Authorities reveal how survivors escaped limo fire on San Francisco Bay bridge

5 women killed, 4 injured

SAN FRANCISCO - Investigators trying to determine why the back of a stretch limousine burst into flames on a San Francisco Bay bridge, trapping and killing five women inside, say the vehicle was carrying too many passengers.
California Highway Patrol Capt. Mike Maskarich said at a news conference on Monday that the vehicle was listed by the state Public Utilities Commission for eight or fewer passengers, but had nine. He did not comment on whether the overcrowding may have been a factor in the women's deaths.
Maskarich said the cause of the blaze remains under investigation.
The vehicle went up in flames on Saturday night on the San Mateo-Hayward Bridge during a girls' night out. The driver and four of the women were able to escape.
A newlywed bride was among the victims.

Drivers says he misheard plea for help

The driver of the  limousine says he at first misunderstood what one of the passengers in the back of the limousine was saying when she complained about smelling smoke.
Orville Brown told the San Francisco Chronicle that with the music up he initially thought the woman was asking if she could smoke. Seconds later, he said the women knocked again, this time screaming, "Smoke, smoke!" and "Pull over."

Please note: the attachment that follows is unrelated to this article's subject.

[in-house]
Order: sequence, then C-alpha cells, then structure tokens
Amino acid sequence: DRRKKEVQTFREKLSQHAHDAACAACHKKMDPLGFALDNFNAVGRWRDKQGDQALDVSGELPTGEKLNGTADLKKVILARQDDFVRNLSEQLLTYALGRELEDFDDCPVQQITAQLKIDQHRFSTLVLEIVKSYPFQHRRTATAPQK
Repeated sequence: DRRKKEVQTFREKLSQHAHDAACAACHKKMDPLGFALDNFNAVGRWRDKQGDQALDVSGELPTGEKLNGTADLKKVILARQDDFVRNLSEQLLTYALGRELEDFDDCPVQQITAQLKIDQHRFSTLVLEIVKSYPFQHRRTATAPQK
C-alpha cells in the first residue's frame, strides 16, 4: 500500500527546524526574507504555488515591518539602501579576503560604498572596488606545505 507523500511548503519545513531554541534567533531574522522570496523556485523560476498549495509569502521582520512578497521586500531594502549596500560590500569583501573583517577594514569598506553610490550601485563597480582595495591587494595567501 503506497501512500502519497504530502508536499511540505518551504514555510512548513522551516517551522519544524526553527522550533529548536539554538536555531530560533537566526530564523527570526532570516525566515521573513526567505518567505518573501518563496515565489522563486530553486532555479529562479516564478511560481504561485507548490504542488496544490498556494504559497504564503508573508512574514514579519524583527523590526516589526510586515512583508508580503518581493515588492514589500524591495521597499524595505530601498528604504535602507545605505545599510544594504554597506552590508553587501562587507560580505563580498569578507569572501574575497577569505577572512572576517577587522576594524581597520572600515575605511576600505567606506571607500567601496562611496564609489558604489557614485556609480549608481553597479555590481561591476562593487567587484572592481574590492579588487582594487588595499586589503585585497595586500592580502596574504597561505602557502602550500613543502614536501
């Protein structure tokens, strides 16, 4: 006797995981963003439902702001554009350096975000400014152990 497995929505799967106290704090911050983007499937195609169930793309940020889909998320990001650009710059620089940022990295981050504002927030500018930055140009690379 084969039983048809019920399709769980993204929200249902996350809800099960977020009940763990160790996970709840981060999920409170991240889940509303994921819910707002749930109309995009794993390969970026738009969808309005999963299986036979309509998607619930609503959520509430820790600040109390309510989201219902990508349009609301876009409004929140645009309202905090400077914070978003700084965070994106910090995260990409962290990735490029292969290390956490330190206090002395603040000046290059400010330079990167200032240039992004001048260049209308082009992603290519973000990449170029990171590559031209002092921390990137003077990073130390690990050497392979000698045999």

The fire broke out late Saturday night as the Lincoln Town Car crossed the San Mateo-Hayward Bridge on the south end of the bay.
A newlywed bride celebrating her marriage and four others perished from the fire. The four women who escaped were seriously injured. 

The driver was uninjured.

San Mateo County Coroner Robert Foucrault says the driver pulled over, got out, and saw the back of the 1999 Lincoln Town Car fully engulfed in flames.

By the time firefighters rushed to the scene and put out the fire, authorities found five badly burned bodies huddled near the partition that separates the driver from the passengers. Foucrault says other motorists helped three women get out of the rear right door, and a fourth woman managed to squeeze through the partition.

Relatives told the San Francisco Chronicle and the San Jose Mercury News that one of the dead was 31-year-old Neriza Fojas, a registered nurse from Fresno who recently wed and was planning to travel to her native Philippines next month to hold another ceremony before family.

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